Not sure where to start? Snow shoes and a good bra are the most important. Fun fact: most running stores film your gait and advise you on what type of shoe fits you best, shares Foster. “If you’re considering longer distances, reviewing your running technique can pay you back tenfold as it not only makes you more efficient but ensures your mechanics are good for the repetitive stress of running too.”
Also worth considering is chafing, which happens to the best of us (and most long-distance runners). “The repetitive motion and skin-to-skin rubbing combined with the salt in sweat acts like sandpaper, grinding and irritating the skin, which can lead to an uncomfortable and painful experience,” shares Foster. Read our guide to chafing creams here (Vaseline is a good choice).
Our compilations of the best running trainers, running shorts and gym leggings, as sweat-tested by our health editor, will help.
7. Carry enough water and fuel
Increase the distance? It is very important that you replenish and hydrate sufficiently. “Studies have found that athletic performance declines by up to 30% when we are dehydrated,” shares Foster.
Eat a snack an hour or so before you run, if you’re also going to run for more than an hour – the key to replacing your glycogen stores.
8. Track your training
Sounds obvious, but this is something many people actually forget to do.
“Keep a record of your training runs and similarly how you feel on training days, so you can recognize positive patterns,” says Sarah Claxtonformer Olympic hurdler and personal trainer at Embody Fitness.
“Also record how much you slept the night before, what you ate, when you exercised and what you did if you have time. It helps you keep track of what you need to do to ensure you perform well every time.”
9. Learn from your failures
In other words, take failure in your stride. A 2015 study from Rutgers University found that focusing on what we can learn from failure builds resilience and helps us persevere. So, for example, we’ll have a better chance of nailing the next job interview if we consciously evaluate why the last one didn’t quite go according to plan.
“The most important thing to remember is that failure is temporary,” says the ex-Olympic swimmer Rebecca Adlington. “I can remember competing in the World Championships in 2007 and coming 10th. I didn’t even make the finals and was so upset. But a year later I got two gold medals at the Beijing Olympics. Failure is fleeting. It hurts like hell, but you will always move on.”
10. And celebrate your wins too
If you’ve achieved a goal – no matter how small or insignificant it feels – celebrate it and your success. (Read our guide to goal setting, here).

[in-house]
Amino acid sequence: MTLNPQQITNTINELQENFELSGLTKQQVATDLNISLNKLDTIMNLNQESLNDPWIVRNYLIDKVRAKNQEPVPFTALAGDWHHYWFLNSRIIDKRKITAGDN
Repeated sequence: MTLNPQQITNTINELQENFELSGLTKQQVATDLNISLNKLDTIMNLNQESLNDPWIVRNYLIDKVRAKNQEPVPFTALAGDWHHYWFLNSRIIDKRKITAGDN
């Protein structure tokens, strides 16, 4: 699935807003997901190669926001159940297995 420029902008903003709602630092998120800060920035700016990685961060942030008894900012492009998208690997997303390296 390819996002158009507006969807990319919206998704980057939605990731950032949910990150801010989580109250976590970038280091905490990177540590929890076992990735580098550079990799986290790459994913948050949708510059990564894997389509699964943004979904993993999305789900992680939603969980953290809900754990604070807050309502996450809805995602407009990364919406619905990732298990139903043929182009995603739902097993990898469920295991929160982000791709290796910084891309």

“I always balance my workouts with rewards,” says British wheelchair user Hannah Cockroft OH WHERE. “You should always admit if a goal has been achieved, otherwise it’s as if it never happened. There has to be some joy somewhere.’”
Emotional rewards like a new book or an hour of watching Netflix work well. Read our self-care ideas here.
11. Set clear goals
Always put your goals on paper, advises the Team GB cyclist Joanna Rowsell.
She shares that she’s much more likely to stick to something if she’s written it down, and research conducted by the Dominican University of California showed she’s not alone. You are 42 percent more likely to achieve your goals just by writing them down on paper.
The same study also found that more than 70 percent of participants who sent weekly updates to a friend achieved their goals. Time to text.
12. Use visualization
And finally, if you feel anxious or paralyzed with fear about increasing your running distance, imagine doing whatever it is that scares you. “Visualization is key for me,” says Olympic middle distance runner Hannah England. “A couple of days before a race, I’ll set aside ten to 15 minutes to imagine what’s going to happen when I arrive at the stadium, – where the races are, where I’m going to pick up my number. It would be exhausting if I thought about the race all the time, so I do it in concentrated bursts.”
Dr Tracey Devonport, a sports and exercise psychologist for many top Olympic athletes from the University of Wolverhampton, agrees, adding that this can be a useful tool for all of us in tricky situations, such as asking for a raise. “The more you visualize yourself in a scary environment—imagining the sights, sounds, and feelings—the less scary it becomes,” she says. “I’ve had a lot of golfers in my house stand in my litter box, so they can get a realistic sense of what it would be like if they were in a bunker during a competition. This is called ‘functional equivalence’ – the idea that mental imagery works on the same way as physical perception.”